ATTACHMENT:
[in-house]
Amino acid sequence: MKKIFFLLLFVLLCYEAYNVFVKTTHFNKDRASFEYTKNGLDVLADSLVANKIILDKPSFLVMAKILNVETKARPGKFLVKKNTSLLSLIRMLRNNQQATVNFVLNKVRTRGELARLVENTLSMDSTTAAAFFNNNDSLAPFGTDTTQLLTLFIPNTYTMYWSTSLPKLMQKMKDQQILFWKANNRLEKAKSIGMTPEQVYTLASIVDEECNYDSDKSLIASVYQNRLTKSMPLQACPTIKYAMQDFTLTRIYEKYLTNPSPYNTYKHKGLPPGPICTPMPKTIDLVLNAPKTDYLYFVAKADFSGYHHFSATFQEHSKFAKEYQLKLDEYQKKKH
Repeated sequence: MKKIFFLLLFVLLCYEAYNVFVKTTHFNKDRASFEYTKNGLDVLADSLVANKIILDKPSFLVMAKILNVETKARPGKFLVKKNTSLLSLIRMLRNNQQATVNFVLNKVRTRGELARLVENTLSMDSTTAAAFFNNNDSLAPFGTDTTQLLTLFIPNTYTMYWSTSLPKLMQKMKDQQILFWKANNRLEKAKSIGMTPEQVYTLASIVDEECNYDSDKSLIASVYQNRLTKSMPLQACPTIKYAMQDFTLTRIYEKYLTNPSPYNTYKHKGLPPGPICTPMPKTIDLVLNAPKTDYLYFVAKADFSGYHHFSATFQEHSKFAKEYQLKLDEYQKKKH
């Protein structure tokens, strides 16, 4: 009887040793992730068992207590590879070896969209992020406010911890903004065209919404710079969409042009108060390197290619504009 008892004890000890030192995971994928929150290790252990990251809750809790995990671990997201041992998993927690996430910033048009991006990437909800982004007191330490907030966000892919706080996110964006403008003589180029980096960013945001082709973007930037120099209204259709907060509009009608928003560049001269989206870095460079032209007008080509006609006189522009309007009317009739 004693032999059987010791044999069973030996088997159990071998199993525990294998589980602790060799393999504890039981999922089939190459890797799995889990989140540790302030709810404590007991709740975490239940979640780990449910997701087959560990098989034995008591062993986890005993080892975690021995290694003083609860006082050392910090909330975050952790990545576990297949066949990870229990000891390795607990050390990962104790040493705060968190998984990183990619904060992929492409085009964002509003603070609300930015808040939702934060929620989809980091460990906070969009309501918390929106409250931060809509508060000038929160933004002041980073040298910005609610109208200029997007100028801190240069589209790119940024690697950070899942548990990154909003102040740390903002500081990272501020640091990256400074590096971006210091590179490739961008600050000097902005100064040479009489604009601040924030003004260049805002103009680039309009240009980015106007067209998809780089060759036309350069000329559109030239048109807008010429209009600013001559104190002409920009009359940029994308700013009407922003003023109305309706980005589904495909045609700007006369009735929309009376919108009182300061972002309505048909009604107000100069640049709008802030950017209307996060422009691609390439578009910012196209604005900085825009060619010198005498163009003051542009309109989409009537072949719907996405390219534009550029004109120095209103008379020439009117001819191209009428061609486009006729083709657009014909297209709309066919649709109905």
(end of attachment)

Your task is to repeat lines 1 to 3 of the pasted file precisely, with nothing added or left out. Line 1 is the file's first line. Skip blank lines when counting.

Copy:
[in-house]
Amino acid sequence: MKKIFFLLLFVLLCYEAYNVFVKTTHFNKDRASFEYTKNGLDVLADSLVANKIILDKPSFLVMAKILNVETKARPGKFLVKKNTSLLSLIRMLRNNQQATVNFVLNKVRTRGELARLVENTLSMDSTTAAAFFNNNDSLAPFGTDTTQLLTLFIPNTYTMYWSTSLPKLMQKMKDQQILFWKANNRLEKAKSIGMTPEQVYTLASIVDEECNYDSDKSLIASVYQNRLTKSMPLQACPTIKYAMQDFTLTRIYEKYLTNPSPYNTYKHKGLPPGPICTPMPKTIDLVLNAPKTDYLYFVAKADFSGYHHFSATFQEHSKFAKEYQLKLDEYQKKKH
Repeated sequence: MKKIFFLLLFVLLCYEAYNVFVKTTHFNKDRASFEYTKNGLDVLADSLVANKIILDKPSFLVMAKILNVETKARPGKFLVKKNTSLLSLIRMLRNNQQATVNFVLNKVRTRGELARLVENTLSMDSTTAAAFFNNNDSLAPFGTDTTQLLTLFIPNTYTMYWSTSLPKLMQKMKDQQILFWKANNRLEKAKSIGMTPEQVYTLASIVDEECNYDSDKSLIASVYQNRLTKSMPLQACPTIKYAMQDFTLTRIYEKYLTNPSPYNTYKHKGLPPGPICTPMPKTIDLVLNAPKTDYLYFVAKADFSGYHHFSATFQEHSKFAKEYQLKLDEYQKKKH